Here with Us

If you want to know how much God loves us, look in the manger. If you want to see how much God hates sin, look at the cross. 

Joy Williams is a celebrated Christian singer/songwriter. She released Here with Us in 2005. Some how, some way, I had never heard it until last year. The video above combines her song with images from The Nativity and the mini-series Jesus of Nazareth. Christ coming into the world is cause for celebration, but don’t loose sight of the fact that… he came to die.

Emmanuel, one of the many titles for Jesus, means God with us. When we could not come into God’s presence he came into ours. He came looking for us when we did not even know we were lost. We see the wise men in the film offering their gifts; one of the gifts is myrrh, used in the first century to anoint the dead. There it is, foreshadowing, thrown right into the celebration of his birth. Mary found favor among women and was blessed by the Holy Spirit with God’s own Son. She would not only outlive her son, but see him scourged and then crucified. Jesus took the form of a servant (Philippians 2) and was obedient to the point of death, even death on the cross. He explained to his own followers that he humbled himself so that God could lift him up. He will return not as a babe in a manger, but as the King of kings and Lord of lords.


Why be born to die? Why suffer rejection, pain, loss, hunger, thirst, then be spat upon, whipped, and nailed to the tree? Because God hates sin. The wages of sin is death. Without the shedding of blood there is no remission of sin. The blood of sheep and birds was not sufficient, and the Law only made humanity more guilty. What was required was an all sufficient sacrifice. We are able to receive the just reward for the life of righteousness that Jesus live. And in exchange, he received our penalty. The one that did not know sin became sin for our sake. His death on the cross was not some unfortunate tragedy; it was God’s plan of salvation. After his death and burial he defeated death, hell and the grave. He was not merely resurrected but he is the resurrection. No one took his life. He had the power to lay it down and the power to take it up again. We recognize Christmas day, the moment of the incarnation, as the fulfillment of dozens of Old Testament prophesies. Celebrating his birth bolsters our faith that God is faithful and just concerning his promises. Christ came, and will come again. He sits now at the Father’s right hand, and ever lives to make intercession.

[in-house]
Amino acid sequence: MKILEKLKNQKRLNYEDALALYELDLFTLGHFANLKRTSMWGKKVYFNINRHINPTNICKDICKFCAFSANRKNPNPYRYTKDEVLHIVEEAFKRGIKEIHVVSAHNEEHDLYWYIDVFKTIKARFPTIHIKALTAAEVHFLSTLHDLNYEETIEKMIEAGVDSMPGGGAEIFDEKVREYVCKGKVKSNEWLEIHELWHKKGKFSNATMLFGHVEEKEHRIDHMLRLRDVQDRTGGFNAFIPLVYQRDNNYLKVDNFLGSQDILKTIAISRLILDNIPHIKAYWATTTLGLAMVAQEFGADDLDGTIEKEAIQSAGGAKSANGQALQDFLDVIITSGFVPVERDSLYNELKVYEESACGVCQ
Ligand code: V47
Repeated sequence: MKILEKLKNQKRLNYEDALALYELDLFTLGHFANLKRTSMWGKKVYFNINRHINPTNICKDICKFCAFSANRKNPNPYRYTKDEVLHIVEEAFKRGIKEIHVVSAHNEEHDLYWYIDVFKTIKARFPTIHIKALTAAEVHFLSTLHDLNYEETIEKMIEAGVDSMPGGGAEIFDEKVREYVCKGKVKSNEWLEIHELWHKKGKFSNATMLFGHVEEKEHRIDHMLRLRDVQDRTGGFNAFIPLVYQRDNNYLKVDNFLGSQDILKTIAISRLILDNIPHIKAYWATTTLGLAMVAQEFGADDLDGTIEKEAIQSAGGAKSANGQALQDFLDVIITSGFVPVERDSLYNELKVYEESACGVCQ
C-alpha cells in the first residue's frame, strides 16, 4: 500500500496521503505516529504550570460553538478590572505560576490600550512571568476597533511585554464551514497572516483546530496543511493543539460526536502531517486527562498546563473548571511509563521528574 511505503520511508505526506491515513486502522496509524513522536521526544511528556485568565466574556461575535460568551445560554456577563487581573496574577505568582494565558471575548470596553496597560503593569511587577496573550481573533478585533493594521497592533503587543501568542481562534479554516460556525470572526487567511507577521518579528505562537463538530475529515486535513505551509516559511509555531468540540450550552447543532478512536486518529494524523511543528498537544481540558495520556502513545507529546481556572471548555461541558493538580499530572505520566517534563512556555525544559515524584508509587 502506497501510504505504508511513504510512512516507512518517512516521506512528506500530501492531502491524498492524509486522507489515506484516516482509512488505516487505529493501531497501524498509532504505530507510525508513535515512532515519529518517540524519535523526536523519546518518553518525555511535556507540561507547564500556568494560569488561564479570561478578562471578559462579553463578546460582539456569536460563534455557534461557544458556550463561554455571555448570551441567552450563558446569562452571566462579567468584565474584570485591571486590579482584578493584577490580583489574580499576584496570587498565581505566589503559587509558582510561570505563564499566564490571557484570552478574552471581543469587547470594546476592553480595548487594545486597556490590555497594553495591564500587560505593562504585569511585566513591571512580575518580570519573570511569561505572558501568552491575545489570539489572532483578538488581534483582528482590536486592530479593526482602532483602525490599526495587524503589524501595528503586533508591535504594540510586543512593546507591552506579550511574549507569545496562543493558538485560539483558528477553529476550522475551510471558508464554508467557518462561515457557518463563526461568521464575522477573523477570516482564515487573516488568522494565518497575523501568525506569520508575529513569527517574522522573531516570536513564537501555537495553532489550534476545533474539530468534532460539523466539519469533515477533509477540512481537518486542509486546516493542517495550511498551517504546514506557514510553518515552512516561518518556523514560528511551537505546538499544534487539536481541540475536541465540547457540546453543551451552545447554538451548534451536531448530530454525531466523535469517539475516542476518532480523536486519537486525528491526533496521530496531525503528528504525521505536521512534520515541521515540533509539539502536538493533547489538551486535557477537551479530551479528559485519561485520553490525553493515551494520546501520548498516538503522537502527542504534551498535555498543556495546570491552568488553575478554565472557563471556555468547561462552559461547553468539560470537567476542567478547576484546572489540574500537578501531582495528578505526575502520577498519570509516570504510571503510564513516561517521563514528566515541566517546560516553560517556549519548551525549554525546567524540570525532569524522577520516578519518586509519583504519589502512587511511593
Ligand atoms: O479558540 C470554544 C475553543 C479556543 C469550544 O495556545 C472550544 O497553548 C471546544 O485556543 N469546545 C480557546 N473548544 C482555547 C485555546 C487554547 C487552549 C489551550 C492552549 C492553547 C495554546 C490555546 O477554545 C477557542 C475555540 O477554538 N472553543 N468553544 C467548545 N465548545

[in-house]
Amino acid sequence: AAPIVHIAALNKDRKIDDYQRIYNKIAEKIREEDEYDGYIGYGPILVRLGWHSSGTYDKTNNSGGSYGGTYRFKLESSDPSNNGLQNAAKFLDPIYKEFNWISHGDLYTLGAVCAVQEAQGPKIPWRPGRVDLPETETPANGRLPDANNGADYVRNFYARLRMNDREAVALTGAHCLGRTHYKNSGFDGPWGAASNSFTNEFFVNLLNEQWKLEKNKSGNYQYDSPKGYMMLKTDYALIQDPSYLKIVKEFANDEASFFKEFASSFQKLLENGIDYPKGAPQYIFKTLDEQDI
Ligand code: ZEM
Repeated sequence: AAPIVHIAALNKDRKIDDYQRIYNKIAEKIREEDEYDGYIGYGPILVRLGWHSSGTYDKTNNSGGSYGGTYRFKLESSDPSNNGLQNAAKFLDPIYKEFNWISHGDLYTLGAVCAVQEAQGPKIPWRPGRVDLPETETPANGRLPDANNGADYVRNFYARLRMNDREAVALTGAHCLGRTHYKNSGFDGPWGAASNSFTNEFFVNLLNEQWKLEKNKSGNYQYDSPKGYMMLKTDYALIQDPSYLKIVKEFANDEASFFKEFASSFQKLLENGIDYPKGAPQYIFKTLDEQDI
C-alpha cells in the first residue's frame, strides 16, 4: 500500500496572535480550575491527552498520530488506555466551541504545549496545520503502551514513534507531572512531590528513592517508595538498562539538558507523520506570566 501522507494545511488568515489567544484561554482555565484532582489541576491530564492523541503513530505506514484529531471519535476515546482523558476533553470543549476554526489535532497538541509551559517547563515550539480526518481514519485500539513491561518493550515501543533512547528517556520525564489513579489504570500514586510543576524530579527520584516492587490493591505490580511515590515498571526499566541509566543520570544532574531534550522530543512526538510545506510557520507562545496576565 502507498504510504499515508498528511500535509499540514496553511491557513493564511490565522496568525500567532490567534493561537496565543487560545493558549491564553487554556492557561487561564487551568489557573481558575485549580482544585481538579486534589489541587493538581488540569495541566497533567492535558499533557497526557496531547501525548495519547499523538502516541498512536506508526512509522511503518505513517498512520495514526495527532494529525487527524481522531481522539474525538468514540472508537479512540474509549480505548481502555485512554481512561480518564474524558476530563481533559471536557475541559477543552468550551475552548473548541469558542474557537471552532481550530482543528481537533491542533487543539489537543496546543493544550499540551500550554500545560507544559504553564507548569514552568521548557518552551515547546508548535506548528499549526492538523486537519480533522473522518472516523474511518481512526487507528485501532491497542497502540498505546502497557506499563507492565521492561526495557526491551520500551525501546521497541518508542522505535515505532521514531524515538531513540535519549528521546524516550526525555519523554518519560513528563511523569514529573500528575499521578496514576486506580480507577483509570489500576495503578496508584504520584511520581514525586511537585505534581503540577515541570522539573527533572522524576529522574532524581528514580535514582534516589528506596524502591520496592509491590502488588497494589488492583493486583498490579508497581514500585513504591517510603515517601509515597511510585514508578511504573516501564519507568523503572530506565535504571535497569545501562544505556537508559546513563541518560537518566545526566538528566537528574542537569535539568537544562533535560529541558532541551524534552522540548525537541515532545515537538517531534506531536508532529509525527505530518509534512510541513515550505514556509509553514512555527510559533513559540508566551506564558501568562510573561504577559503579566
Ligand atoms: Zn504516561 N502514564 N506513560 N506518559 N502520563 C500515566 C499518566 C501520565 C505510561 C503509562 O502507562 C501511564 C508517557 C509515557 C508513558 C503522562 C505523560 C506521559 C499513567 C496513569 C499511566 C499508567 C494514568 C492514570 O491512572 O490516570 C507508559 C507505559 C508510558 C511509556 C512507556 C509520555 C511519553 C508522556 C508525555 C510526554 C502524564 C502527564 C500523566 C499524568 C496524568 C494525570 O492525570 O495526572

We are a people fallen from God’s grace, and live in a world affected by the curse. Into such a world God sent his only Son. God’s wrath was poured out on sin AND we are brought into his presence by the redeeming life and death of Jesus. It is a shame that so many people miss it. They think Jesus was a wise teacher, a prophet, or a nice man that helped pour people and taught us not to judge others. Some of course thought he was a lunatic and/or a blasphemer, and many today think he was a reasonable guy that never claimed to be the Son of God. It is the greatest love story (or any type of story) that the world has ever known, but to the vast majority of people it’s just about a baby in a manger. God is in that manger. He spoke all that is into existence, but then had to learn to speak. Before Jesus walked on water he had to learn… to walk. Then on the cross: the same God that created water itself hung on the cross and spoke the words “I thirst.” He prayed for the very ones that were crucifying him. That is the measure of his resolve; he came not to condemn the world but that through him the world might be saved.

Look at the video again. The manger; the cross. He is not a god made of wood or clay with ears that do not hear and feet that do not move. He is here with us.

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